Note:  This article in redacted form first appeared on line in the Fairbanks Daily News Miner 3/4/2018 and in print the next day.  I included here text that was redacted as well as corrections and clarification to statements made in the original article.

Tuesday, December 19, 2017


On the Road from Panama 11/11/2017 and Alaska 12/19/2017
In Jean-Francois Revel´s book on Flight From Truth he makes the statement that ¨a Democracy commits suicide when it is invaded by falsehood and totalitarianism when it is invaded by truth.

Where there is a descent into falsehood the likes of which we have not heretofore seen by any administration it is the collective responsibility of an aroused citizenry to expose these lies for what they are by active protest and civil disobedience when and where appropriate.  

At stake is our democracy and the lofty values of our founding fathers.  This is a fight for the soul of America and the fate of the Arctic Natl. Wildlife Refuge emblematic of a larger struggle and pervasive rot within our body politic.  

Many have paid the ultimate price defending this country and those universal values that unite us and define us as people;  honesty, integrity, courage, compassion, love and humility.  If we cannot say no not here and exercise restraint what does that say about us as a people.  Is no place sacred?

There is no more persistent lie put forward by oil development proponents in the Arctic National Wildlife Refuge than a mere 2000 acres in total would be affected or that we can somehow make what amounts to rape of a wild place seemingly innocuous using advanced technologies.  This is as believable and improbable as an elephant tip toeing through a field of tulips and leaving them unscathed.  

Other egregious lies masquerading as truth are the denial that climate change is happening and it is not caused by humans burning fossil fuel despite evidence to the contrary; that the Republican Tax bill will boost the economy and is not a trickle up tax bill benefiting the already rich while those with less are left with the crumbs.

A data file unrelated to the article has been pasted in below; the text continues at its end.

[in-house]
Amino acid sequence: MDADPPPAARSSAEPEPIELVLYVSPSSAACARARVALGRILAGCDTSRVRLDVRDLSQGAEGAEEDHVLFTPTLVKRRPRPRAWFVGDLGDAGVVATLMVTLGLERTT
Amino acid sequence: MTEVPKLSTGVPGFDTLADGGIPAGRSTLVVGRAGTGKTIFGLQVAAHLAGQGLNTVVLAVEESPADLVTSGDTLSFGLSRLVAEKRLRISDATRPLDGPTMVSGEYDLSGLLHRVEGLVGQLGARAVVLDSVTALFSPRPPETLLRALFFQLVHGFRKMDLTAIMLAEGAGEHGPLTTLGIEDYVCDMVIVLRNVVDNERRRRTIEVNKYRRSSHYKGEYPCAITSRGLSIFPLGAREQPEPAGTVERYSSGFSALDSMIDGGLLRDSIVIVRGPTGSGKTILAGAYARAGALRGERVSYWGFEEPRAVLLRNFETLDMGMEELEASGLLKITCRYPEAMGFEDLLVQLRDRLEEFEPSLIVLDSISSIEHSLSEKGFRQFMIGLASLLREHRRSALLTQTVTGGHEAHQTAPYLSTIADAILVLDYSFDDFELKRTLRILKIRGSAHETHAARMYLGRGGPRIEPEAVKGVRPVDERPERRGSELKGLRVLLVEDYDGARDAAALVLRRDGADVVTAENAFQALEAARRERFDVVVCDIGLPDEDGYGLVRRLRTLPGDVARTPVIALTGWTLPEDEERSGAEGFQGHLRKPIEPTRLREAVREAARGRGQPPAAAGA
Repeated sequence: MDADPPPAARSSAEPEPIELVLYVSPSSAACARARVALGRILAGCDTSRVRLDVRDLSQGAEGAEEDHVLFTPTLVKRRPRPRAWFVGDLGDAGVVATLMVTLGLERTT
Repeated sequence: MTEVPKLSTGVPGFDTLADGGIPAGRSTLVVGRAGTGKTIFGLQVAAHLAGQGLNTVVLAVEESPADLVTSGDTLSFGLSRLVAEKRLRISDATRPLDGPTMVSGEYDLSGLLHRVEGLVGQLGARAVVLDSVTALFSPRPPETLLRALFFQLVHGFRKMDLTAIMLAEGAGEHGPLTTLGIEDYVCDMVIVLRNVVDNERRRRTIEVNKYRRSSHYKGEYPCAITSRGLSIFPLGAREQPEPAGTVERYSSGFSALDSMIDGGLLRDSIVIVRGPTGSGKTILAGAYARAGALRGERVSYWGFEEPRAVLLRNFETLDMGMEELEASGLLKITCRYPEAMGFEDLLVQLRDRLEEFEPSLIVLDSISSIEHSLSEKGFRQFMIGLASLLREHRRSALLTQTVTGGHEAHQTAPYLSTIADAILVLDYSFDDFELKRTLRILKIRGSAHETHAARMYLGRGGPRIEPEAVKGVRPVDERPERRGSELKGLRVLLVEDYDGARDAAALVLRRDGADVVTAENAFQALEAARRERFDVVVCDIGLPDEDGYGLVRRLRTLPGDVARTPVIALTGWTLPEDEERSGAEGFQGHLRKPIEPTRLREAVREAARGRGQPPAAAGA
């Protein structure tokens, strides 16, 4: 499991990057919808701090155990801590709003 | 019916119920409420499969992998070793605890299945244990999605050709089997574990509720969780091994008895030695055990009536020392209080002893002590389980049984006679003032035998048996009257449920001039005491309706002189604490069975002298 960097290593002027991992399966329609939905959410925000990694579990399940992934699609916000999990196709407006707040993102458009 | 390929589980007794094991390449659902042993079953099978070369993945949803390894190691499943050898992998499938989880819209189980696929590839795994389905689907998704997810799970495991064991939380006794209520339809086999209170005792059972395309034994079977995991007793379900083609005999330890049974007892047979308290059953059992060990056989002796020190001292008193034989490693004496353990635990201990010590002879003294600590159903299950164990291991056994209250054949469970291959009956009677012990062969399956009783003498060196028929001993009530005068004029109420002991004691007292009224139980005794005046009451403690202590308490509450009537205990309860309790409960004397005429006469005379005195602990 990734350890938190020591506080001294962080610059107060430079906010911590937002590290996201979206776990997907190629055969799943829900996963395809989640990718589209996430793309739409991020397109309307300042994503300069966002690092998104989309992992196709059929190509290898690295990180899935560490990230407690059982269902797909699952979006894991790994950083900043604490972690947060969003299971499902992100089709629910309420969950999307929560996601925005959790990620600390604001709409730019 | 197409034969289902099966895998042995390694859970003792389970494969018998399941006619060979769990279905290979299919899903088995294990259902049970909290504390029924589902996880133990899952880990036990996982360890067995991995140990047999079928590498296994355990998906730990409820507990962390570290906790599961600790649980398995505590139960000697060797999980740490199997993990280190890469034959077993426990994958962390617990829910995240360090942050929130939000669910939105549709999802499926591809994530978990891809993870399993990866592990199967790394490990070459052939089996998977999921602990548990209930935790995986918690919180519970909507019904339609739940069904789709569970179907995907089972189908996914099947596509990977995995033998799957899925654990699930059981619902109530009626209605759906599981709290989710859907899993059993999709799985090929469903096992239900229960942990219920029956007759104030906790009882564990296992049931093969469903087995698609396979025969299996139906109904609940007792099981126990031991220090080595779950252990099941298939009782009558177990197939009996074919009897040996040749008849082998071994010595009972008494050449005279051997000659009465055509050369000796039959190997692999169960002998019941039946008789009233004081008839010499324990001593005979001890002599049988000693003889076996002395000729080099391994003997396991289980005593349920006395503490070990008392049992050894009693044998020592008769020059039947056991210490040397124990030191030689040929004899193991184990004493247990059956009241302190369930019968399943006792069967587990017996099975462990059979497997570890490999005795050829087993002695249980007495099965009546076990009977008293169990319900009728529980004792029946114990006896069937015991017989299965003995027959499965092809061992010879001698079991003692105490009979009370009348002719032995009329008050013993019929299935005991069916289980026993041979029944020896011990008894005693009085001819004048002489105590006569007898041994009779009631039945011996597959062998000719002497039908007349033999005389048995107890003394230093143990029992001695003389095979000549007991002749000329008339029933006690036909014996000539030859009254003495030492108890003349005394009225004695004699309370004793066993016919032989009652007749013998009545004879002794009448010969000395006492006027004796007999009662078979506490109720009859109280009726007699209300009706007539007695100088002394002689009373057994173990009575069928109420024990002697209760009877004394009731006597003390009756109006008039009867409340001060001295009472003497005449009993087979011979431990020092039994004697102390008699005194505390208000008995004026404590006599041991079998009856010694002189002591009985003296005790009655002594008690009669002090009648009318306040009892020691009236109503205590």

And I write now on the eve of a decision by Congress to pass a tax bill that includes exploration for oil within the Arctic National Wildlife Refuge (ANWR not AN WAR)within it.  A similar Letter-to the-Editor of the Fairbanks Daily News Miner was titled Trashing the Arctic National Wildlife Refuge. 

Most would consider moiling for oil in the Vatican or the Sistine Chapel as sacrilegious.  Why then is it not so in a place of such surpassing beauty as the Arctic National Wildlife Refuge?  It is a measure of the disconnectedness of our elected representatives and others of like mind from their roots in the natural world that they would even consider such a gross travesty. 
Post calving aggregation on coastal plain of Arctic Refuge near Beaufort Lagoon by Ken Whitten

The Athabaskan people of Arctic Village and Old Crow have told us for their sake and their welfare don´t do this.  The coastal plain of ANWR is the birthing grounds of the Porcupine Caribou herd which are sacred to them and would be placed at risk.


Their motivation is not about money, it flows from the heart out of love of place and life and the caribou upon which they depend.  They have been ignored.

And yet which of these motivations has the more powerful moral authority and which the least, love or greed?  

They do not stand alone - they have the "wind and light" at their backs!
.    
I have seen the ugliness of seismic trails which must precede drilling and last for decades.  Some heal some do not.  Scars remain on the land once the delicate thermal balance of the underlying frozen/permafrost ground is upset - likened to scarifying the Mona Lisa.  Then there is what follows.  

An oil field(s) if oil is found, is industrial sprawl on a mega scale, interconnected by roads and pipelines, with bridges spanning rivers, in short a wild place forever degraded and no more.  This is the reality of the oil discovery at Prudhoe Bay and the industrial sprawl that ensued.   
 
The Arctic National Wildlife Refuge belongs to all Americans as public lands not just Alaskans.  It is  a reminder of what all of the North Slope of Alaska once looked like in its natural wilderness state before the heavy hand of technology changed the landscape forever. 
If this is allowed to stand there will be nothing left on Alaska's North Slope that has not already been degraded by the search for oil.  Like the extinct passenger pigeon once numbering in the millions it will be no more forever..  We will have lost something far more valuable, not only a sacred place but our integrity.   This is madness of the highest order.  This fight is far from over regardless of what Congress does.
There are consequences for everything we do and say in life.  For some of you, how will you answer your children when they ask you, why did you let them "bugger it all" when you could have said no? 
Peace Rider

Saturday, December 9, 2017

On the Road from Panama 12/07/2017

Wow it has been almost a year ago since I posted anything.  Then I was in Panama when it seems there is more time on hand to write.  So if anyone is still checking on Don´s whereabouts here goes.

My apologies, life it seems has a way of keeping us busy, too busy at times when it means being disconnected from friends in far flung places.